Multithreading performance problem with a frame sensor (using DeckKink SDK)


I developed a C# frame grabber using Blackmagic hardware and the decklink SDK. My main program is running in MTAthread mode.

On each new frame I have a callback with a function called VideoInputFrameArrived(). I'm calling some multithreading tasks from this function, like this :

t1 = Task.Factory.StartNew(() => tempmatch.PictureAnalysis(x1));
t2 = Task.Factory.StartNew(() => tempmatch.PictureAnalysis(x2));
t3 = Task.Factory.StartNew(() => tempmatch.PictureAnalysis(x3));
t4 = Task.Factory.StartNew(() => tempmatch.PictureAnalysis(x4));

Task.WaitAll(t1, t2, t3, t4);

It's working fine, but I can't go higher than 50% CPU usage; each of the 4 cores of my CPU is running at 50%. I spent a lot of time to understand what is going on, but I haven't found the way to go.

First of all: do you expect the individual tasks to be cpu limited? If you run on a single thread, will it always utilize a core to 100%? If not, you may be limited by e.g. I/O. What is the result if you run on two cores instead of four?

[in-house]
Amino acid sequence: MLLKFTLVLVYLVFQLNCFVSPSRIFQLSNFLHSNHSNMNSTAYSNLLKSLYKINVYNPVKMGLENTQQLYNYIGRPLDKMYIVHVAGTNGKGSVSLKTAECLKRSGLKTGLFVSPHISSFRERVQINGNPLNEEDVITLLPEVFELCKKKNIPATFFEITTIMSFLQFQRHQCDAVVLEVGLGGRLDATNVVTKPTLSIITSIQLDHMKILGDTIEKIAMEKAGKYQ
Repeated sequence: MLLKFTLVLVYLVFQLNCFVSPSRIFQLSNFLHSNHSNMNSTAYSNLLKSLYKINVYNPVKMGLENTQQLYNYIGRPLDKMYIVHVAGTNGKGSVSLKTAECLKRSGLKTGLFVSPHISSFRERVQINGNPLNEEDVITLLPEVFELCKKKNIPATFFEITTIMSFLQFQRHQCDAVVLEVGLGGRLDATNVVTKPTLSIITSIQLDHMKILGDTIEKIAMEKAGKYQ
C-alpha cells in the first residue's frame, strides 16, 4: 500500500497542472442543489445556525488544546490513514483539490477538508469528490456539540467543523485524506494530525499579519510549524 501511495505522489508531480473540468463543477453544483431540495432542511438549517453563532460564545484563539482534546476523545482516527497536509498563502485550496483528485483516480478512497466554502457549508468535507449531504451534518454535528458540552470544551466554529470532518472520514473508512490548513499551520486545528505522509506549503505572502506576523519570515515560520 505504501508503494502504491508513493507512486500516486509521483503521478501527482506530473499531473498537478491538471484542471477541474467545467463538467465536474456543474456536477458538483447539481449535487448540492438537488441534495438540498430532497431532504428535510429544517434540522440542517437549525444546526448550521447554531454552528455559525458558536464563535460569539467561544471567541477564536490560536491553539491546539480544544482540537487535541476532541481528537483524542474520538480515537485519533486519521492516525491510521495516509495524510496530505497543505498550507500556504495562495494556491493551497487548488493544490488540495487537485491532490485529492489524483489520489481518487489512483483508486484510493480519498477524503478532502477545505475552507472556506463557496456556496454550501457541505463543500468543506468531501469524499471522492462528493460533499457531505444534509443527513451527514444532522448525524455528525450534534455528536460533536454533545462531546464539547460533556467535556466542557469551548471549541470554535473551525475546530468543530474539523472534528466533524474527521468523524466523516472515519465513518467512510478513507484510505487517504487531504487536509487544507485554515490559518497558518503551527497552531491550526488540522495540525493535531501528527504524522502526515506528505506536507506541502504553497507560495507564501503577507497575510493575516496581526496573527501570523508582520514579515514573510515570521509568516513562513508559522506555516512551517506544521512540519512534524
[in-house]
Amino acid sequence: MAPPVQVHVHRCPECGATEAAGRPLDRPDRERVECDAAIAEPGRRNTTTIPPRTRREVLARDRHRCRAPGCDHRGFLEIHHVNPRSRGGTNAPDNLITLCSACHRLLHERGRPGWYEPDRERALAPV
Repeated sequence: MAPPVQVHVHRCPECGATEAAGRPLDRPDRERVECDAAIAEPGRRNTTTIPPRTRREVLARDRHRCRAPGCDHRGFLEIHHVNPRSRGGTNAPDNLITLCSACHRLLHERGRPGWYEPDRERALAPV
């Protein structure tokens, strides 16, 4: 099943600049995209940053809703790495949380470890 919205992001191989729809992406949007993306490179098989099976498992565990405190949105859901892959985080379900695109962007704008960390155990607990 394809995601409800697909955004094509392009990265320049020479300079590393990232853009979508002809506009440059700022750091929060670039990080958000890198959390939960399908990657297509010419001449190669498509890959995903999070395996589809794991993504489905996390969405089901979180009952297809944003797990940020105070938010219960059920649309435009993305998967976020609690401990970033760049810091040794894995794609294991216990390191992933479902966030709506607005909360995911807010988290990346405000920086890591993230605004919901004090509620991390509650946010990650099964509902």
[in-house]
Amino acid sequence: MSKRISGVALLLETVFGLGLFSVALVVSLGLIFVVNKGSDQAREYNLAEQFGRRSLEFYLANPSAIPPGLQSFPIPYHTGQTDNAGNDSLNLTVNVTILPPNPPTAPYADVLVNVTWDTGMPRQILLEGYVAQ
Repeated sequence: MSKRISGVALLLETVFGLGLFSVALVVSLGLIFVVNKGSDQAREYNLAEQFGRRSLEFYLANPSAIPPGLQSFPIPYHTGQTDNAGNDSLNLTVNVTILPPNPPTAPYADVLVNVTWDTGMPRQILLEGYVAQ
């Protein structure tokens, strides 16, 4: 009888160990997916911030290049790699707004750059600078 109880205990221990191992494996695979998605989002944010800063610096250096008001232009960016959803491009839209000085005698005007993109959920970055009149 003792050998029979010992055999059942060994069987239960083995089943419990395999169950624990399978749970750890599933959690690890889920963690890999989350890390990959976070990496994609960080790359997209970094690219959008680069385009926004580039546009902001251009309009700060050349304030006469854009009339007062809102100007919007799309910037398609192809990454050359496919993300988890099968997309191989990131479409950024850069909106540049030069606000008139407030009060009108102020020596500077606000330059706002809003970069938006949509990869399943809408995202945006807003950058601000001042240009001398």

If you expect the individual tasks to be cpu limited, find out if there is any lock contention going on. Are these tasks completely separate, or will they ever contend for locks, for example by storing a result in a shared data structure such as a ConcurrentDictionary somewhere? There are tools in (some editions) of Visual Studio that will allow you to visualize lock contention. Go to Analyze > Start Performance Wizard.

A common problem in parallel .NET code is being GC limited, in the concurrency profiling tools in VS this will show up as one threads being paused periodically waiting for GC because an allocation is done on another thread. If you experience this, you are basically allocating memory at a too high rate in your analysis. Try to allocate result structures up front rather than inside the analysis, and try to allocate as little as possible during the parallel execution. You can also try experimenting with different GC modes (Server/Workstation) and GC Latency Modes to reduce GC pauses.